Munich Personal RePEc Archive

Are Smaller Turbines the Way Forward for Wind Energy in Herefordshire?

Linnell, Peter (2010): Are Smaller Turbines the Way Forward for Wind Energy in Herefordshire? Published in: M.Sc. Dissertation, School of Computing and Technology, University of East London (10. July 2010)

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Abstract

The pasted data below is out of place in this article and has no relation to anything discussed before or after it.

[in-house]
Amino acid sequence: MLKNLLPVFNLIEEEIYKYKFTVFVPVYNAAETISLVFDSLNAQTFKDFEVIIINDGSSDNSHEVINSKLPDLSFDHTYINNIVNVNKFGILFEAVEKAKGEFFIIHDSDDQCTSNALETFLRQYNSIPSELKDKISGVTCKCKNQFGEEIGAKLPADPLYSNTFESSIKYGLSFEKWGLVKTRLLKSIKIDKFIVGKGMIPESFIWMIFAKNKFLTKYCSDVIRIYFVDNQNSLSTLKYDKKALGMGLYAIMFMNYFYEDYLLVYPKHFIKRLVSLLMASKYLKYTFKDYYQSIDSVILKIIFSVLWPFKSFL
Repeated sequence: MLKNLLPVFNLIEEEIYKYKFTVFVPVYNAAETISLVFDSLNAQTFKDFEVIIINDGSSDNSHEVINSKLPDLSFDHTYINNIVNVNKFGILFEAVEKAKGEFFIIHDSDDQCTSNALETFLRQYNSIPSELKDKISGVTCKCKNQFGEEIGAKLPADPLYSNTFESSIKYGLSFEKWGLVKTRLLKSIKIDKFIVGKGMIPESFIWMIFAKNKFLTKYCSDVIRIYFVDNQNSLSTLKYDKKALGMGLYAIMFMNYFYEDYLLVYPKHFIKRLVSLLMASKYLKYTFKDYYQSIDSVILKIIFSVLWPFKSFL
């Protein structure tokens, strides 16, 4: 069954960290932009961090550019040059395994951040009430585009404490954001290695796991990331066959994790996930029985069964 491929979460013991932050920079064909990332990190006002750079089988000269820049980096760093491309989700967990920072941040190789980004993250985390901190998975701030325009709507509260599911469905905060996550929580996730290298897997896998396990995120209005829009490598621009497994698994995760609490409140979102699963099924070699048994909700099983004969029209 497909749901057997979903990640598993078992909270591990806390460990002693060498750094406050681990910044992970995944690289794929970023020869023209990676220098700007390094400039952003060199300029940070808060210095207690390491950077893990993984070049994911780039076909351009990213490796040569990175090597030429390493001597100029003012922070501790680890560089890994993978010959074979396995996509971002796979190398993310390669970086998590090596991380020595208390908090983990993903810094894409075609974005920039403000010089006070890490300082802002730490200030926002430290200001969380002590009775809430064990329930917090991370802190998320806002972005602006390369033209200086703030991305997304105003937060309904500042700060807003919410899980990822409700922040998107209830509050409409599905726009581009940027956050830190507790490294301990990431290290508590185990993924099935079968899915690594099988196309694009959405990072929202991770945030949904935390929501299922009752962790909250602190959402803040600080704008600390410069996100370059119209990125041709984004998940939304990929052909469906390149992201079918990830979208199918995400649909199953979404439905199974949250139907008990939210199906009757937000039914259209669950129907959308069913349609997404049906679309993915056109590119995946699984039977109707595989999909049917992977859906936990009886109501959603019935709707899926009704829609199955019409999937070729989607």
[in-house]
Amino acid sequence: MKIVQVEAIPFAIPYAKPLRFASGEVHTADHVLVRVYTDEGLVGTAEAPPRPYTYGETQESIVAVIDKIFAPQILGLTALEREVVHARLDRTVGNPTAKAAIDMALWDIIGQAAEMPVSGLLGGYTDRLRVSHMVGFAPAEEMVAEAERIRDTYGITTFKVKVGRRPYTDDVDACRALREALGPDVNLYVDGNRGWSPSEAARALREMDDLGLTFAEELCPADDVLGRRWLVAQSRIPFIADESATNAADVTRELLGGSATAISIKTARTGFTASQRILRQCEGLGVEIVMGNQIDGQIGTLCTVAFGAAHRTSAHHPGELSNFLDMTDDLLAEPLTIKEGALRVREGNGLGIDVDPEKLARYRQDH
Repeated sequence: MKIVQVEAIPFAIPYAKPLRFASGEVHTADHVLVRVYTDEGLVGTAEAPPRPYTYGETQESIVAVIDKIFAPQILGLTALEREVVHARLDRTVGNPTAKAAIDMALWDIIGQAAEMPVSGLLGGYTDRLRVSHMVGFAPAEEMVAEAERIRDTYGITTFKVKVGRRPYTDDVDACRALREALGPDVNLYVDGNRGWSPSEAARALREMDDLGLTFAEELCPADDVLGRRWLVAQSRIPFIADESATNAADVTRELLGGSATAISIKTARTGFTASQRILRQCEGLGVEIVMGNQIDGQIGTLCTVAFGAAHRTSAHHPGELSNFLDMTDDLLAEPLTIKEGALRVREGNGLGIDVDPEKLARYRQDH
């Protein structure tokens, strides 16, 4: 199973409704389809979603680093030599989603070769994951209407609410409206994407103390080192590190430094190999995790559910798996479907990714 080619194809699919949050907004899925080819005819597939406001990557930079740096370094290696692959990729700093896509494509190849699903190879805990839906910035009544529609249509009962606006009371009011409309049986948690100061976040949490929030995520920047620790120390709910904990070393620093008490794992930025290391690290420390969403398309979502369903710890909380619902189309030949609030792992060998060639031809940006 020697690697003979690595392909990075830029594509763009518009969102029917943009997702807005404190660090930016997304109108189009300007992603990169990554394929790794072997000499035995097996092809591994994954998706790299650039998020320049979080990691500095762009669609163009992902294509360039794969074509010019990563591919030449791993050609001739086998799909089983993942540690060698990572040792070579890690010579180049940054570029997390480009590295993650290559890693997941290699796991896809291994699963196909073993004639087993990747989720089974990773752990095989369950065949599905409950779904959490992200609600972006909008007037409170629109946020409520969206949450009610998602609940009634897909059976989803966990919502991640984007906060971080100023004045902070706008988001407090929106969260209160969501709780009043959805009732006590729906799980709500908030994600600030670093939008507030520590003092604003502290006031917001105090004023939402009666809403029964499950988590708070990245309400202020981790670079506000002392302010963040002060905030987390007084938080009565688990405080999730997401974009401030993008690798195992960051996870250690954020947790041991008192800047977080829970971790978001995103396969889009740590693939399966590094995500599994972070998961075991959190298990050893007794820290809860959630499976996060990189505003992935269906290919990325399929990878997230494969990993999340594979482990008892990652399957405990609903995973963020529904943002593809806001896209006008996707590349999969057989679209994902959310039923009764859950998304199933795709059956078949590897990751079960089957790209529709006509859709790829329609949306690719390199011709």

This study set out to determine the social and economic viability of a proposal that smaller turbines are 'better' for wind energy in the county of Herefordshire. The study is in two parts, an opinion poll and a technical desk study. The opinion poll was to discover variations in attitude to three sizes of turbines. Data gathered to allow sample verification also allowed investigation of how attitude varied with demographic factors. Additional questions gave estimates of public perception of WECS effectiveness related to size; and some basic findings on issues of ownership and investment. A random stratified sample of 500 county residents yielded results showing strong correlation between size and attitudes. Questions were designed to also test the 'conditional' supporter model proposed by Bell and others, which was confirmed. Older and better off groups are significantly more likely to be opposed to any size of WECS; but strongest support also includes younger better off people. Respondents over estimated output of smallest and under estimated output of largest turbines. A considerable sub population supports the technology and local ownership, appearing willing to invest. Some methodological issues remain unresolved, but the results given are considered sufficiently robust for this scale of study. The economic analysis was heavily dependant on a few meta-studies, backed up with calculations from primary data for calibration. The proposal to develop arrays of small turbines in place of large machines is revealed as unviable in energy and financial terms. A model of sub urban or industrial locations for medium and large scale WECS is proposed. In addition a community ownership model for projects at this scale is advanced as a pathway to local energy resilience, supportive participation, and energy equity.

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